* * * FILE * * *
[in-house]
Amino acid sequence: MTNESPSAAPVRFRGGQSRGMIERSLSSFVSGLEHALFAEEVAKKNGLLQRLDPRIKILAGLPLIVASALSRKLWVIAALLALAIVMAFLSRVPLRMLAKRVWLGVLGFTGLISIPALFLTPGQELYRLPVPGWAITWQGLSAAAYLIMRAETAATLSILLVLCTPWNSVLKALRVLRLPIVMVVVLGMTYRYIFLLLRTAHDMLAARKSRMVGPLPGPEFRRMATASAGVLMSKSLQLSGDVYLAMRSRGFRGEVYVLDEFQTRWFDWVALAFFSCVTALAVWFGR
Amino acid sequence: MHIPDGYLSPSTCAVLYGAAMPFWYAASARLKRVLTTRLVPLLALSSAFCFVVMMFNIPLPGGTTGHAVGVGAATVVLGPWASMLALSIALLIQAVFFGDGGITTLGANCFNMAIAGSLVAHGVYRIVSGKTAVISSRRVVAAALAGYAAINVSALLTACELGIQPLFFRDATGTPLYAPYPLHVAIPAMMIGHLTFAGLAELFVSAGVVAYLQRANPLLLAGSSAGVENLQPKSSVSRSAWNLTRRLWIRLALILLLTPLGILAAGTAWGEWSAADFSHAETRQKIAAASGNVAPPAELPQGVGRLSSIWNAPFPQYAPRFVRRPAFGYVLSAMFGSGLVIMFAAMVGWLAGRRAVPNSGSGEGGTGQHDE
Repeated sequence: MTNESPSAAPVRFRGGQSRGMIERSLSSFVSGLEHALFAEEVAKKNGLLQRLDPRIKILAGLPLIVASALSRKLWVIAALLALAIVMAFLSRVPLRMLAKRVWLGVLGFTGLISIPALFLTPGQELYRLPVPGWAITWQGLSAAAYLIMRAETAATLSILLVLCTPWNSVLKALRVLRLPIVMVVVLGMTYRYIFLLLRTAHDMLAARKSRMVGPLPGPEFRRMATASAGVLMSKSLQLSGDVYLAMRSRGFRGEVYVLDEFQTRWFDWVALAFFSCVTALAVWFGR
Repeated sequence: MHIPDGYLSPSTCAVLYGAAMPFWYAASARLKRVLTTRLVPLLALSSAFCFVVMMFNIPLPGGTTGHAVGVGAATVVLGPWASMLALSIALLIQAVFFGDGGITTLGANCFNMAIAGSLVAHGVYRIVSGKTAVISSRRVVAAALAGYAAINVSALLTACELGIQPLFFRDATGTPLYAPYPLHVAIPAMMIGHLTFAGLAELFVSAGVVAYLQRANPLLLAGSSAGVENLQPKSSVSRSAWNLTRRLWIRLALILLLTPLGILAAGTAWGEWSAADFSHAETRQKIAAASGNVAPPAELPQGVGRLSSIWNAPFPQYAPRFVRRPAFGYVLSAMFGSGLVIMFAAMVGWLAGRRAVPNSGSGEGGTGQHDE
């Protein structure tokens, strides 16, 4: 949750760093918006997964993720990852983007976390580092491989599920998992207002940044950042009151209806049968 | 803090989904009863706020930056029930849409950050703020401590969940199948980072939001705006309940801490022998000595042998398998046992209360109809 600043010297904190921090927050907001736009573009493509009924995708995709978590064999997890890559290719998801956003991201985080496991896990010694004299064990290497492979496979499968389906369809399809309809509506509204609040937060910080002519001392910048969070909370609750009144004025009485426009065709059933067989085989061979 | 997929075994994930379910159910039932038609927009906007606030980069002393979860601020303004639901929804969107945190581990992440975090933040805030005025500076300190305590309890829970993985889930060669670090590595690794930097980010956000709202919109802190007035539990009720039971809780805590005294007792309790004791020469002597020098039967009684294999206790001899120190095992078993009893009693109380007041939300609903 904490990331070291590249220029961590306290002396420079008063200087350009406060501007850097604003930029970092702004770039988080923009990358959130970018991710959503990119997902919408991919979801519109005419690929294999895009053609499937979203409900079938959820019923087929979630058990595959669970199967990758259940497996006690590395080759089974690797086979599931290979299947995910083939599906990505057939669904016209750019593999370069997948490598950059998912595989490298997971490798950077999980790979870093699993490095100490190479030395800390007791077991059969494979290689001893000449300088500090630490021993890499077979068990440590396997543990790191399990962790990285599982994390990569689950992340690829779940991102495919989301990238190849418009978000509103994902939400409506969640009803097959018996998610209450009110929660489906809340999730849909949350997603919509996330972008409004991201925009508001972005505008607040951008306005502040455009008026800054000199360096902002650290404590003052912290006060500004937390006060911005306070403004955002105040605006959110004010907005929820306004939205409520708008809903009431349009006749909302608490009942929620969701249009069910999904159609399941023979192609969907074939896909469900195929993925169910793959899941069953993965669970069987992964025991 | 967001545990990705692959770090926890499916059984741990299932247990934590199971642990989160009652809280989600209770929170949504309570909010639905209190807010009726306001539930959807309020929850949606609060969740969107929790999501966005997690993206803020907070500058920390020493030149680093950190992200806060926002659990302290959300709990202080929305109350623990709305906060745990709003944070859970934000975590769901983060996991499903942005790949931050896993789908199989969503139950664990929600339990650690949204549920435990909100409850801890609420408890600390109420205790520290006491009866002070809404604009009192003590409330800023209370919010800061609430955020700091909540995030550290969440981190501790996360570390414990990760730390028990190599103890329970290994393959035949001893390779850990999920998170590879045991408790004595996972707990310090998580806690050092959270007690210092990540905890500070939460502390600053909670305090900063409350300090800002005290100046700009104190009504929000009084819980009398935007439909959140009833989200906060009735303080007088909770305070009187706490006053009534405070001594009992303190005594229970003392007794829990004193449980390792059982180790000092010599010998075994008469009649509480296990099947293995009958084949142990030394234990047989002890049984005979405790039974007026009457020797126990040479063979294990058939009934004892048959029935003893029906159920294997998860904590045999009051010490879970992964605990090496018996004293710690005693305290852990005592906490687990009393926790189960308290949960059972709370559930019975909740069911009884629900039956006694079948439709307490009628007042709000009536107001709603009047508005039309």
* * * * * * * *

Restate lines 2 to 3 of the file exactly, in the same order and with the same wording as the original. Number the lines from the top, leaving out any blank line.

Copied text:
Amino acid sequence: MTNESPSAAPVRFRGGQSRGMIERSLSSFVSGLEHALFAEEVAKKNGLLQRLDPRIKILAGLPLIVASALSRKLWVIAALLALAIVMAFLSRVPLRMLAKRVWLGVLGFTGLISIPALFLTPGQELYRLPVPGWAITWQGLSAAAYLIMRAETAATLSILLVLCTPWNSVLKALRVLRLPIVMVVVLGMTYRYIFLLLRTAHDMLAARKSRMVGPLPGPEFRRMATASAGVLMSKSLQLSGDVYLAMRSRGFRGEVYVLDEFQTRWFDWVALAFFSCVTALAVWFGR
Amino acid sequence: MHIPDGYLSPSTCAVLYGAAMPFWYAASARLKRVLTTRLVPLLALSSAFCFVVMMFNIPLPGGTTGHAVGVGAATVVLGPWASMLALSIALLIQAVFFGDGGITTLGANCFNMAIAGSLVAHGVYRIVSGKTAVISSRRVVAAALAGYAAINVSALLTACELGIQPLFFRDATGTPLYAPYPLHVAIPAMMIGHLTFAGLAELFVSAGVVAYLQRANPLLLAGSSAGVENLQPKSSVSRSAWNLTRRLWIRLALILLLTPLGILAAGTAWGEWSAADFSHAETRQKIAAASGNVAPPAELPQGVGRLSSIWNAPFPQYAPRFVRRPAFGYVLSAMFGSGLVIMFAAMVGWLAGRRAVPNSGSGEGGTGQHDE